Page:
When he heard the knock at the door, he said: “Come in,” without rising.
Dominique came in. She entered as if she had entered this room before. She wore a black suit of heavy cloth, simple like a child’s garment, worn as mere protection, not as ornament; she had a high masculine collar raised to her cheeks, and a hat cutting half her face out of sight… She said:“You are not surprised to see me.”
“I expected you tonight.”
Roark asks why she’s there, which is her cue to deliver a good old-fashioned monologue:
“If you wish.” Her voice had the sound of efficiency, obeying an order with metallic precision. “I want to sleep with you. Now, tonight, and at any time you may care to call me.
…You know that I hate you, Roark. I hate you for what you are, for wanting you, for having to want you… I’m going to pray that you can’t be destroyed — I tell you this, too — even though I believe in nothing and have nothing to pray to. But I will fight to block every step you take. I will fight to tear every chance you want away from you.
…I have hurt you today. I’ll do it again. I’ll come to you whenever I have beaten you — whenever I know that I have hurt you — and I’ll let you own me. I want to be owned, not by a lover, but by an adversary who will destroy my victory over him, not with honorable blows, but with the touch of his body on mine. That is what I want of you, Roark. That is what I am. You wanted to hear it all. You’ve heard it. What do you wish to say now?”
“Take your clothes off.”
Well, if that’s your kink, sure. But think about what it says that Rand equates these acts in her mind.
Dominique’s plan is to torpedo Roark’s career by getting commissions taken away from him. She’s not just trying to block him from achieving his dreams; she’s working, in a direct and concrete way, to see that he winds up destitute or dead (remember, she thought the creator of the Enright House should commit suicide). And in exchange, she’ll let him have sex with her, which evens the score, so to speak.
This only makes sense if Rand views sex not as a gesture of love or tenderness, but an act of contempt and sadism. Roark isn’t having sex with Dominique because he forgives her. Rather, it’s how he proves that her attempts to harm him are beneath his notice and that he can take her dignity and independence away from her any time he likes.
It’s the old double standard that says a woman’s accomplishments are diminished or nullified if she has sex with a man. That’s why the text says that her having sex with him “destroy[s]” her victory. (In the hands of a different writer, Dominique’s coming to Roark could be a boast: “I’m so powerful, I can sabotage your career and you’ll still want to sleep with me!”)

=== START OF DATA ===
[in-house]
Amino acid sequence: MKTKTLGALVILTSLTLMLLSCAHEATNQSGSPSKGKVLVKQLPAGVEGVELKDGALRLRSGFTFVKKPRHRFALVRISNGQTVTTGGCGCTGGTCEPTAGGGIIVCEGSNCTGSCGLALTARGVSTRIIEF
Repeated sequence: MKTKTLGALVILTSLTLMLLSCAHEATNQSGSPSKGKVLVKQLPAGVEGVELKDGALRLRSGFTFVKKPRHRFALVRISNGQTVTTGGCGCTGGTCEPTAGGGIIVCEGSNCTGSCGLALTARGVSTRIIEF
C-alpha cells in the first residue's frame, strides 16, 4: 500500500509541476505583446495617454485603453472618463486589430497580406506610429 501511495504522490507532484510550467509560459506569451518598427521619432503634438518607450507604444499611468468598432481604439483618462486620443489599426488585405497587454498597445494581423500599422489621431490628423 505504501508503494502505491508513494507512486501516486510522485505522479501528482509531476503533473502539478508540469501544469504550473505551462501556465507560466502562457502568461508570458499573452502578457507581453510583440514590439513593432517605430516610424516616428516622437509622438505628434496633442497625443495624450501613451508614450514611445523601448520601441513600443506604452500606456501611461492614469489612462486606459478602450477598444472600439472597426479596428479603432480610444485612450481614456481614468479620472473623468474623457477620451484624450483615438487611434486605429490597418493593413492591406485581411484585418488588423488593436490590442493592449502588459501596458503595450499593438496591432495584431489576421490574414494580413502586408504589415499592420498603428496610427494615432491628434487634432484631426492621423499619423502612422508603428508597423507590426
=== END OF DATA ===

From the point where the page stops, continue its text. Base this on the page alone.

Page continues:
There are clear BDSM elements to this relationship. Dominique tries to defy Roark, and in return, he “punishes” her and makes her submit to his desires. What’s fascinating is that I’m not sure if Ayn Rand fully realized it.
Rand infamously said that the sex scenes in The Fountainhead come from “wishful thinking” [Anne C. Heller, Ayn Rand and the World She Made, p.178]. But in most literary tales of dominance and submission, any resistance on one person’s part is merely symbolic, just for the sake of titillation. The way Dominique and Roark’s relationship is written, where she’s literally trying to destroy his career, makes it a much higher-stakes proposition. And in exchange, we’re told, him having sex with her is like an “act of hatred” (we’ll see more on this next chapter).
Post-coital, they’re lying in bed together:
“Do you know that the Enright House is the most beautiful building in New York?”
“I know that you know it.”
“Roark, you worked in that quarry when you had the Enright House in you, and many other Enright Houses, and you were drilling granite like a … ”
“You’re going to weaken in a moment, Dominique, and then you’ll regret it tomorrow.”
It would be “weakness” for Dominique to admit to Roark how much she admires his work. You have to wonder if he was giving her advice just for her sake, or for his own as well. Could it be some kind of fetish of his, that he’s only capable of contemptuous Randian hate-sex, and he can’t get aroused unless his sex partner is someone who’s trying to destroy him so he can get into the proper mood?
Other posts in this series: